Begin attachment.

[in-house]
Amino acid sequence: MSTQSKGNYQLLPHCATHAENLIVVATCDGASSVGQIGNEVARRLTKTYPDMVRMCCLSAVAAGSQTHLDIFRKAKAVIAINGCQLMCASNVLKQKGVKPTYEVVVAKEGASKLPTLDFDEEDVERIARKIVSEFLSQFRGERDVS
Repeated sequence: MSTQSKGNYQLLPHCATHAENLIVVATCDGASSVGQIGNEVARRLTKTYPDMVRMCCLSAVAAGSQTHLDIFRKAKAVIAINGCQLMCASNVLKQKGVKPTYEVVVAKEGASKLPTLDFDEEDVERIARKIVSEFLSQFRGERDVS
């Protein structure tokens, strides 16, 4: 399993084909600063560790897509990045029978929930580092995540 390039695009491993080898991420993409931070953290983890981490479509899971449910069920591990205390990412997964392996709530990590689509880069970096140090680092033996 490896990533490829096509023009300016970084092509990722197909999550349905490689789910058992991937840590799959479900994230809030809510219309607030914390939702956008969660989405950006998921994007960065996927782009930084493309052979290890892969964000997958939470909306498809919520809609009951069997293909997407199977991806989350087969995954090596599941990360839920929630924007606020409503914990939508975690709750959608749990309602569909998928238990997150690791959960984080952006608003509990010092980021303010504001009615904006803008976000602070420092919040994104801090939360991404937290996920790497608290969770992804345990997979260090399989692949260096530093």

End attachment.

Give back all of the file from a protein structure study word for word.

[in-house]
Amino acid sequence: MSTQSKGNYQLLPHCATHAENLIVVATCDGASSVGQIGNEVARRLTKTYPDMVRMCCLSAVAAGSQTHLDIFRKAKAVIAINGCQLMCASNVLKQKGVKPTYEVVVAKEGASKLPTLDFDEEDVERIARKIVSEFLSQFRGERDVS
Repeated sequence: MSTQSKGNYQLLPHCATHAENLIVVATCDGASSVGQIGNEVARRLTKTYPDMVRMCCLSAVAAGSQTHLDIFRKAKAVIAINGCQLMCASNVLKQKGVKPTYEVVVAKEGASKLPTLDFDEEDVERIARKIVSEFLSQFRGERDVS
């Protein structure tokens, strides 16, 4: 399993084909600063560790897509990045029978929930580092995540 390039695009491993080898991420993409931070953290983890981490479509899971449910069920591990205390990412997964392996709530990590689509880069970096140090680092033996 490896990533490829096509023009300016970084092509990722197909999550349905490689789910058992991937840590799959479900994230809030809510219309607030914390939702956008969660989405950006998921994007960065996927782009930084493309052979290890892969964000997958939470909306498809919520809609009951069997293909997407199977991806989350087969995954090596599941990360839920929630924007606020409503914990939508975690709750959608749990309602569909998928238990997150690791959960984080952006608003509990010092980021303010504001009615904006803008976000602070420092919040994104801090939360991404937290996920790497608290969770992804345990997979260090399989692949260096530093």